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French press negativity over Norwegian Salmon. Norwegian researcher Florent Govaerts from Nofima has researched French newspapers over a ten-year period to examine what is being been written about Norwegian salmon. Most of the 134 articles were negative, which might have had a negative impact on its reputation.

France is one of Norway’s most important salmon markets, with annual exports of around 120,000 tonnes. However, Norwegian suppliers have lost market shares over the past five years, and fewer French consumers buy Norwegian salmon. Can a wavering reputation caused by negative articles in the French press be to blame? Scientist Florent Govaerts wanted to find out.

The researcher examined the reputation of Norwegian salmon in France by reading French newspapers over a period of ten years, from 2008 to 2018.

“We know that the newspapers have an influence on what people think, and so I wanted to take a look at how the attitudes of the French are influenced by what is being written about Norwegian salmon. That was my starting point as I sat down and started reading online newspapers,” says Florent Govaerts.

He examined mentions of Norwegian salmon in four of the main French newspapers; 40 articles from the non-partisan Le Monde, 43 from the conservative Le Figaro, 13 from left-wing Libération, and 38 articles from the financial newspaper Les Echos. The researcher has also looked at two popular women’s magazines that often write about health and nutrition: Femme Actuelle and Madame Le Figaro. Systematic categorization was used as a method for analysing the 134 articles. 63 of the articles had a negative attitude towards farmed salmon and the fish farming industry, while 53 articles were neutral and 18 were positive.

Economy as a primary focus

“Economy was the most covered theme regarding salmon aquaculture. The articles largely dealt with increased salmon prices and how it affected the French salmon smoking industry. Little was written about fresh salmon. Smoked salmon, on the other hand, is a symbol of French gastronomic culture. Smoking salmon is an old tradition, especially for Christmas. So when newspapers write about financial matters, the French salmon smoking industry is often portrayed as a being adversely affected by higher prices for raw materials,” explains Govaerts.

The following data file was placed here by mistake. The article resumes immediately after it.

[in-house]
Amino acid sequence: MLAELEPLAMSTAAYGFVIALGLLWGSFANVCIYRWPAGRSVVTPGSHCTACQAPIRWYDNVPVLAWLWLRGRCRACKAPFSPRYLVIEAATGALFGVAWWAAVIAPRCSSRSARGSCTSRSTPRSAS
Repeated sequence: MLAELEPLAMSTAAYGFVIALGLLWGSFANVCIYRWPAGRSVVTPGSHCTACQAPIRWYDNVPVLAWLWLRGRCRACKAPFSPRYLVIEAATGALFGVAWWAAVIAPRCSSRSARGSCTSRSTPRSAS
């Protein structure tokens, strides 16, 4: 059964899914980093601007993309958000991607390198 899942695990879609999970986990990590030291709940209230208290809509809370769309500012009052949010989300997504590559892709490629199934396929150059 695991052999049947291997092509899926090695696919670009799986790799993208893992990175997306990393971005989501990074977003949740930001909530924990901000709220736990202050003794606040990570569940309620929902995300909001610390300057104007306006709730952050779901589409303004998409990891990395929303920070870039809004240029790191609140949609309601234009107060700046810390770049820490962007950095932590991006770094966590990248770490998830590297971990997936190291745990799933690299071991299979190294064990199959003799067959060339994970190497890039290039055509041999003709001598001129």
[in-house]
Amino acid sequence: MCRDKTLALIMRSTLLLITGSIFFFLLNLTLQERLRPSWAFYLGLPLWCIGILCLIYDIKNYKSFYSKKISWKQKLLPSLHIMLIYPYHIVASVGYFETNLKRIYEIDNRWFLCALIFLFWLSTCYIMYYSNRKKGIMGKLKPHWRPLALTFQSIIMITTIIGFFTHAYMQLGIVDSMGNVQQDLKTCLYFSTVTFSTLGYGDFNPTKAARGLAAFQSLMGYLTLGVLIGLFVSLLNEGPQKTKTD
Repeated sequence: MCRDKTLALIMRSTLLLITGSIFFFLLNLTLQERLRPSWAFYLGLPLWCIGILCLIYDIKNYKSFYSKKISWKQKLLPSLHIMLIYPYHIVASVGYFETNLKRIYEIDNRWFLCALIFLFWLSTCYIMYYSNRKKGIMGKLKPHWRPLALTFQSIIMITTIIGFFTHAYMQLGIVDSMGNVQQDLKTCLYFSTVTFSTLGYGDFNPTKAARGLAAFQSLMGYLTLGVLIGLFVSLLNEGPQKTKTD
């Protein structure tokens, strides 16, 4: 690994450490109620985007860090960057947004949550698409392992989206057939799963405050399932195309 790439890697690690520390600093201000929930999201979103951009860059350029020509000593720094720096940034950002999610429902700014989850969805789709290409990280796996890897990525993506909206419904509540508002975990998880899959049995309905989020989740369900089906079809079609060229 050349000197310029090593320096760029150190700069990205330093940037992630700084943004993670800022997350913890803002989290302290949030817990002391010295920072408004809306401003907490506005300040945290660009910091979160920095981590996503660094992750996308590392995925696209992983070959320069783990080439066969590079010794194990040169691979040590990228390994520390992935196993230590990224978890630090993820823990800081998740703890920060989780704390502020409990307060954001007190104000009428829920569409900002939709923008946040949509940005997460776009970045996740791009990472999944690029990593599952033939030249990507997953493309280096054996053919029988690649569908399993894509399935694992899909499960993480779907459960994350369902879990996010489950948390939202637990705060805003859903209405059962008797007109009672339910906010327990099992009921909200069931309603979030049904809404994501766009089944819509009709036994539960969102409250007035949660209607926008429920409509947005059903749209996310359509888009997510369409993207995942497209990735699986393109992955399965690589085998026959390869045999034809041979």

In his analysis of the French media, the researcher finds that the smoked salmon producers receive significantly greater media coverage than the rest of the industry in terms of economy. Smoked salmon producers are portrayed as being highly affected by the increase in share price. Limited trading margins with the fish farmers and grocery suppliers places French smoked salmon producers in a difficult position. The Norwegian aquaculture industry is criticized in the media because of high prices and low production levels. That said, the connection between these factors is not always described, such as why the Norwegian salmon supply is low.

“Newspapers seldom write negatively about Scotland, or explain why they do not increase their production. Nor is it mentioned that the price of Scottish salmon is high; it is Norway that is in focus. The researcher believes this has to do with the fact that the Norwegian salmon industry is the largest player”, says the researcher.

To many French people, a television documentary from 2013 about Norwegian salmon has become etched into memory. The documentary was highly critical of the fish farming industry, which was described as a secretive and closed-off world where no-one knows what is going on. The newspapers picked up the lead, culminating in several articles about toxic salmon being published in the year the documentary was released.

Le Monde: “Pesticides, dioxins …Norwegian farms in the hot seat” (2013)
Le Monde: “Red alert for Norwegian salmon” (2013)
Le Figaro: “Not everything is good in salmon” (2014)

The following year number of articles on this topic dropped, with coverage being almost completely dried up by 2015. And then the negative reviews returned in 2015 and 2016, with articles about toxins in organic salmon.

Le Figaro: “Organic salmon is more toxic than non-organic salmon” (2016)
Femme actuelle: “Organic salmon is more polluted than we think” (2016)

“My impression is that a large proportion of French consumers oppose genetic modification, and are concerned that food should be clean. The articles reveal that they are afraid that Norwegian salmon is not a healthy product”, says the researcher.

There is a big difference between the media coverage in France and Norway. In Norway, the environment is the second-most covered topic after the industry (Olsen & Osmundsen, 2017), while in France, health is the second-most covered topic after the industry. Health related coverage of Norwegian salmon was particularly negative compared to Irish and Scottish salmon. Results also showed that when it comes to health, non-governmental organizations (NGOs) are more represented than farmers in the debate.

“Despite the fact that Scottish and Norwegian salmon farming use the same production methods and are owned by the same multinational companies (such as Mowi), Norwegian salmon receives more criticism from French media compared to their competitors. This can have negative effects on consumers’ perception of Norwegian salmon.”

The French are less interested in other aspects of aquaculture industry. Problems surrounding salmon lice and farmed salmon escaping are not mentioned as often as health. What happens in Norwegian fjords, as well as environmental impacts gets little media coverage.


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